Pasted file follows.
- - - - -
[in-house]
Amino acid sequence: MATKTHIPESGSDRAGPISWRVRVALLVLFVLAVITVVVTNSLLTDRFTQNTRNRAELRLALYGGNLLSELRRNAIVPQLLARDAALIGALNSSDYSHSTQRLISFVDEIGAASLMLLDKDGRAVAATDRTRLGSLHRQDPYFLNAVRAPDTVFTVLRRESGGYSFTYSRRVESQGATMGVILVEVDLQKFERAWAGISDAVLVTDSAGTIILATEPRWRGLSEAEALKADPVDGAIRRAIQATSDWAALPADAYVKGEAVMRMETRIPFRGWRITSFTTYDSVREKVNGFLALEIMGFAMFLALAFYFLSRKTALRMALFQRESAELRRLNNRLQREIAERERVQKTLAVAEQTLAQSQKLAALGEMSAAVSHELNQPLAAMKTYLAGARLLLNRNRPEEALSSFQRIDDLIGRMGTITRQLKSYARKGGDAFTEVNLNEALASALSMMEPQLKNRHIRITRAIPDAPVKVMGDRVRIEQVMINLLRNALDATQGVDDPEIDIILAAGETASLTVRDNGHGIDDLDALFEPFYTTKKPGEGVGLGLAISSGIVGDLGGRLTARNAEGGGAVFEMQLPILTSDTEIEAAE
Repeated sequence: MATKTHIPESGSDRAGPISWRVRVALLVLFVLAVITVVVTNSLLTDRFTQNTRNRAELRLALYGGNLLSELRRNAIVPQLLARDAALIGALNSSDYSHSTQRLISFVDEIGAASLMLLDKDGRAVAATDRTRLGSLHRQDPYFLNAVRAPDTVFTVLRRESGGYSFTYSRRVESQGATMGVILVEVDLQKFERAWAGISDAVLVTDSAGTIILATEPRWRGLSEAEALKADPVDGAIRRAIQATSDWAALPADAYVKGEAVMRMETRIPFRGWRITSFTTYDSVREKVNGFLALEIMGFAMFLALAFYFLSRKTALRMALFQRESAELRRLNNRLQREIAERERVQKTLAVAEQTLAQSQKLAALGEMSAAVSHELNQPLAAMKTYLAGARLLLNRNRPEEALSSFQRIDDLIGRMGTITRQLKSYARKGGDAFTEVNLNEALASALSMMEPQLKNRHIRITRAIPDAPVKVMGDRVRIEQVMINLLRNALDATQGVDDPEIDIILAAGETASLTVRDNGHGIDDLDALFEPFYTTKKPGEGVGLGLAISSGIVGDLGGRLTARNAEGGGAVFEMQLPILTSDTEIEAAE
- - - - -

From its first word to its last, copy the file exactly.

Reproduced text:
[in-house]
Amino acid sequence: MATKTHIPESGSDRAGPISWRVRVALLVLFVLAVITVVVTNSLLTDRFTQNTRNRAELRLALYGGNLLSELRRNAIVPQLLARDAALIGALNSSDYSHSTQRLISFVDEIGAASLMLLDKDGRAVAATDRTRLGSLHRQDPYFLNAVRAPDTVFTVLRRESGGYSFTYSRRVESQGATMGVILVEVDLQKFERAWAGISDAVLVTDSAGTIILATEPRWRGLSEAEALKADPVDGAIRRAIQATSDWAALPADAYVKGEAVMRMETRIPFRGWRITSFTTYDSVREKVNGFLALEIMGFAMFLALAFYFLSRKTALRMALFQRESAELRRLNNRLQREIAERERVQKTLAVAEQTLAQSQKLAALGEMSAAVSHELNQPLAAMKTYLAGARLLLNRNRPEEALSSFQRIDDLIGRMGTITRQLKSYARKGGDAFTEVNLNEALASALSMMEPQLKNRHIRITRAIPDAPVKVMGDRVRIEQVMINLLRNALDATQGVDDPEIDIILAAGETASLTVRDNGHGIDDLDALFEPFYTTKKPGEGVGLGLAISSGIVGDLGGRLTARNAEGGGAVFEMQLPILTSDTEIEAAE
Repeated sequence: MATKTHIPESGSDRAGPISWRVRVALLVLFVLAVITVVVTNSLLTDRFTQNTRNRAELRLALYGGNLLSELRRNAIVPQLLARDAALIGALNSSDYSHSTQRLISFVDEIGAASLMLLDKDGRAVAATDRTRLGSLHRQDPYFLNAVRAPDTVFTVLRRESGGYSFTYSRRVESQGATMGVILVEVDLQKFERAWAGISDAVLVTDSAGTIILATEPRWRGLSEAEALKADPVDGAIRRAIQATSDWAALPADAYVKGEAVMRMETRIPFRGWRITSFTTYDSVREKVNGFLALEIMGFAMFLALAFYFLSRKTALRMALFQRESAELRRLNNRLQREIAERERVQKTLAVAEQTLAQSQKLAALGEMSAAVSHELNQPLAAMKTYLAGARLLLNRNRPEEALSSFQRIDDLIGRMGTITRQLKSYARKGGDAFTEVNLNEALASALSMMEPQLKNRHIRITRAIPDAPVKVMGDRVRIEQVMINLLRNALDATQGVDDPEIDIILAAGETASLTVRDNGHGIDDLDALFEPFYTTKKPGEGVGLGLAISSGIVGDLGGRLTARNAEGGGAVFEMQLPILTSDTEIEAAE